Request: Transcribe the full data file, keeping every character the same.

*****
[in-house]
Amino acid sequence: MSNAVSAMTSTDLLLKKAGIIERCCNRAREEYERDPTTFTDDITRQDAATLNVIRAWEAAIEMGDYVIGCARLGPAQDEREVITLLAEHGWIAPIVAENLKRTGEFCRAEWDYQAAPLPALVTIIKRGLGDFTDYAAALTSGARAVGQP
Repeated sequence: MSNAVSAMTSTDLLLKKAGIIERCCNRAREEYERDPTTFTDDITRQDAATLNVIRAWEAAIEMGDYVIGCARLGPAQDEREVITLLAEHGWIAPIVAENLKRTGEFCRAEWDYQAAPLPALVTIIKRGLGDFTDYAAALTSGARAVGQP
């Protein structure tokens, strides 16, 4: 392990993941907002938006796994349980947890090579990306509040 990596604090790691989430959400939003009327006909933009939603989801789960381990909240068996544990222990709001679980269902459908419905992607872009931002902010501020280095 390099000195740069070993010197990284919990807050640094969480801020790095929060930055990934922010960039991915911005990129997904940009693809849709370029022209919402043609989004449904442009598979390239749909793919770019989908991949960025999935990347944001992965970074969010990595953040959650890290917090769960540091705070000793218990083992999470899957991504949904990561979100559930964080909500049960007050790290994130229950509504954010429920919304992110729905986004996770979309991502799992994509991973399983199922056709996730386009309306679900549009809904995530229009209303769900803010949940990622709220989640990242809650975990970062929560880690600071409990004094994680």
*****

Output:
[in-house]
Amino acid sequence: MSNAVSAMTSTDLLLKKAGIIERCCNRAREEYERDPTTFTDDITRQDAATLNVIRAWEAAIEMGDYVIGCARLGPAQDEREVITLLAEHGWIAPIVAENLKRTGEFCRAEWDYQAAPLPALVTIIKRGLGDFTDYAAALTSGARAVGQP
Repeated sequence: MSNAVSAMTSTDLLLKKAGIIERCCNRAREEYERDPTTFTDDITRQDAATLNVIRAWEAAIEMGDYVIGCARLGPAQDEREVITLLAEHGWIAPIVAENLKRTGEFCRAEWDYQAAPLPALVTIIKRGLGDFTDYAAALTSGARAVGQP
């Protein structure tokens, strides 16, 4: 392990993941907002938006796994349980947890090579990306509040 990596604090790691989430959400939003009327006909933009939603989801789960381990909240068996544990222990709001679980269902459908419905992607872009931002902010501020280095 390099000195740069070993010197990284919990807050640094969480801020790095929060930055990934922010960039991915911005990129997904940009693809849709370029022209919402043609989004449904442009598979390239749909793919770019989908991949960025999935990347944001992965970074969010990595953040959650890290917090769960540091705070000793218990083992999470899957991504949904990561979100559930964080909500049960007050790290994130229950509504954010429920919304992110729905986004996770979309991502799992994509991973399983199922056709996730386009309306679900549009809904995530229009209303769900803010949940990622709220989640990242809650975990970062929560880690600071409990004094994680």